Compiles under g++, but not Cilk++

Compiles under g++, but not Cilk++

I have a program that compiles (after many tweaks) with g++. It is really a converted c programthat I changed to get it to compile and run like a c++ program.

I succeeded.

However, when I try to compile it with cilk++ after doing the following things:

adding cilk.h to the main program's include files
changing main(0 to cilk_main()
renaming the file to from *.c *.cilk this is a Cilk Arts compiler cilk+_ compiler.

I get the error:

thread.c: In function int cilk CreateThread(pthread_t*, void*, void*, size_t):

thread.c:54: error: invalid conversion from void* (cilk*)(void*) to void* (*)(void*)

thread.c:54: error: initializing argument 3 of int pthread_create(pthread_t*, const pthread_attr_t*,

void* (*)(void*), void*)

I am unsure as to what is wrong and how to correct it. As I said it compiles under g++, but what is causing the error when I compile it under cilk++?

I am attaching the file (thread.c)that has the relevant c code in it.

Any help appreciated. Thanks in advance.

Respectfully,

Newport_j

PS I have takenforum advice andI have submitted a voucher for Intel Cilk++, but it must go throughmany governmentoffices to be zpproved and finalized.That will take awhile so I am using Cilk Arts Cilk++ for now. Ishould have no problem converting the code to Intel Cilk++ when that transactionis complete.

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The source is truncated, but I'm pretty sure that you're getting caught by cilk++ linkage.

Cilk++ allocates frames from the heap instead of from the stack. You can call C or C++ functions from Cilk++, but you must use cilk::context::run to transition fromC++ to Cilk++ functions. cilk_main() is hiding this bit of boilerplate from you. I believe the Cilk++ documentation explains the details in Chapter 11: Mixing C++ and Cilk++ code.

Note that each cilk::context you create will have its own set of worker threads. If you call cilk::context::run() from threads created by some other threading mechanism, you risk oversubscribing your system.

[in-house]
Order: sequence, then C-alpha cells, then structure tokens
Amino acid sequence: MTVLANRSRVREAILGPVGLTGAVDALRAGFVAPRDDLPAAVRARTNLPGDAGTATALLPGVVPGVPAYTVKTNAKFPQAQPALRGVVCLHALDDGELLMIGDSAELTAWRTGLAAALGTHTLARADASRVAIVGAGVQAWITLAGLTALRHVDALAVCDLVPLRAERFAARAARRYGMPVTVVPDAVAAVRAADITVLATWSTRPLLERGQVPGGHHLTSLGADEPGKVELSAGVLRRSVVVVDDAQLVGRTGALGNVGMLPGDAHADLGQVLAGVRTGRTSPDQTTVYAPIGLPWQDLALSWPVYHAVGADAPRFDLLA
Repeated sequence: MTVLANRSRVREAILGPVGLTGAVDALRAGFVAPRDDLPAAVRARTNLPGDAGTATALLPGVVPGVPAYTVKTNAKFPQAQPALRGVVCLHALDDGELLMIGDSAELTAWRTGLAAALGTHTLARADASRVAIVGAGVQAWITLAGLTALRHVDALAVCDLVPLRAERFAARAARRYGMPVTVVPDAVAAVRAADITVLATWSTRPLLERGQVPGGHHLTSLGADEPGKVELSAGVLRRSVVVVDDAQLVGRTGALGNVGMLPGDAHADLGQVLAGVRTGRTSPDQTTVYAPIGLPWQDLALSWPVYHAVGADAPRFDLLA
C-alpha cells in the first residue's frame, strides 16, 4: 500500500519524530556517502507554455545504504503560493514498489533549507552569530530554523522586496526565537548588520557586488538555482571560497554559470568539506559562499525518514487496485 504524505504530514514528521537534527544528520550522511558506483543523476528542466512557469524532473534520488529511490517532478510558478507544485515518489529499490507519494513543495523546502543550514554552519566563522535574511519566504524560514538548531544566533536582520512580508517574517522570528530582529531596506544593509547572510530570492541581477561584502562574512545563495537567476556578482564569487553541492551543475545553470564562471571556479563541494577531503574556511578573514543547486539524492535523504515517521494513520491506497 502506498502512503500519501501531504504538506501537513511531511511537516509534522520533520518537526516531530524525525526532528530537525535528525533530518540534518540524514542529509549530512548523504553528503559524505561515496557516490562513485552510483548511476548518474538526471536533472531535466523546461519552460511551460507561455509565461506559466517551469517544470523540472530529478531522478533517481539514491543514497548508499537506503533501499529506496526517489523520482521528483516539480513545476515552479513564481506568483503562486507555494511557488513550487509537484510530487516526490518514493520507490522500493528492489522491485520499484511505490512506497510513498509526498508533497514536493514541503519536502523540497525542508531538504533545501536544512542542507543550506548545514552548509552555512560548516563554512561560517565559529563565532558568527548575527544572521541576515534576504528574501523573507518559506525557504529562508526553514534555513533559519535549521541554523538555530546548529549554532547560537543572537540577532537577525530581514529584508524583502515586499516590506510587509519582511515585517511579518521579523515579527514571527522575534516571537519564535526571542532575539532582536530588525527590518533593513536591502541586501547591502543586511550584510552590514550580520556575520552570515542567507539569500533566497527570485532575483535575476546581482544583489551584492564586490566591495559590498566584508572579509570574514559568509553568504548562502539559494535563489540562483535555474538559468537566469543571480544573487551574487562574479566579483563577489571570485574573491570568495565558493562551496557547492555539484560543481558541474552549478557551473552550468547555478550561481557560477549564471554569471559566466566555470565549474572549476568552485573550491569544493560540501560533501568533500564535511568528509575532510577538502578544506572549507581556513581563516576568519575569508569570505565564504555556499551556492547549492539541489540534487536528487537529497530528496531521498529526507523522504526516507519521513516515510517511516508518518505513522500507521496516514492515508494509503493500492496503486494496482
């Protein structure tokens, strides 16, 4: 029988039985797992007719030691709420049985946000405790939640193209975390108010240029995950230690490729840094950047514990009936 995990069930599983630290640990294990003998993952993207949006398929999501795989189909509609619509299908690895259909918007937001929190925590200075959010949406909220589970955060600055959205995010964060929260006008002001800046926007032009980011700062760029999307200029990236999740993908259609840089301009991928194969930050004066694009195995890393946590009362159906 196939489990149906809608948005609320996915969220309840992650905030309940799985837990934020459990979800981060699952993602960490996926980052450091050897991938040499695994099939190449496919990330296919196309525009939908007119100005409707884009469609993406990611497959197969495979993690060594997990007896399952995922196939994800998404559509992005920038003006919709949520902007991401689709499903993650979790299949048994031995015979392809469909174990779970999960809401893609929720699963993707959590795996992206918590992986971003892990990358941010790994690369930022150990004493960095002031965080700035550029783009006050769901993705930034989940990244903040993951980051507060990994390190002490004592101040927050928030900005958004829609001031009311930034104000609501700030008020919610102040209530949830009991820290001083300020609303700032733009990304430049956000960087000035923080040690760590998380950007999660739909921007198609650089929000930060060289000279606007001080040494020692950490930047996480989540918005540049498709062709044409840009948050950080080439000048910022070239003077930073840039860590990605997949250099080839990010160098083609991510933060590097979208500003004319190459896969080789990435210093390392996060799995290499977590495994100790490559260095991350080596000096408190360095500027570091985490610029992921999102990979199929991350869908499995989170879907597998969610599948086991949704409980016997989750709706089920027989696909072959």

- Barry

I also think that I am getting caugt up in cilk++ linkage. However, I am not sure what is meant when you say

"cilk_main() is hiding this bit of boilerplate from you", explain.

Also,I only cilkified the main program. Now as stated cilk++ functions can call c++ functions, but not vice versa. Where did I go wrong, since cilk_main calls everything else, but what call cilk_main? It is the only cilk++ function. I am just going by the exampleon the middle og page 14 in the Cilk++ Programmers Guide.

I do not thnk that I am calling cilk++ functions from c++. At least not obviously.

Amy help appreciated. Thanks in advance.

Newport_j

I believe that this info is important. I only cilkified the main program. But I called the compiler with cilk++ which treats all files as cilk files. But, the only one now that is cilk is main. That may explain some of my program's compile behavior.

I do not know if this helps, but I mention it all the same.

I believe theerror message that indicates your problem is here:

thread.c: In function int cilk CreateThread(pthread_t*, void*, void*, size_t):
thread.c:54: error: invalid conversion from void* (cilk*)(void*) to void* (*)(void*)

It sounds like the compiler at thread.c:54, has detected a Cilk function where it really expected a normal C/C++ function. My guess is, that by defining all files with the .cilk extension, you also converted the function passed in to pthread_create from a C++ function into a Cilk function. Since the pthread library expects a normal C++ function, it will fail to compile.

One way to define a function with C++ linkage within a .cilk file is to wrap it within an appropriate extern block.

extern "C++" {
// Define C++ function.
}

If I recall correctly, you may also sometimes need to be careful with linkages when including certain header files.

Often, your Cilk++ code usually ends up simpler and more efficient if you can avoid mixing both pthread parallelismand Cilk parallelism in the same program. In case you need to do so, however, as Barry mentioned, the Cilk++ guide has more information on how you can mix C++ and Cilk code.
Cheers,

Jim

PS. It is good to hear that you are considering using Intel Cilk Plus. It turns out that one of the major improvements in Cilk Plus is that it no longer needs to make a distinction between C++ and Cilk linkages, thereby avoiding many of these issues. :)

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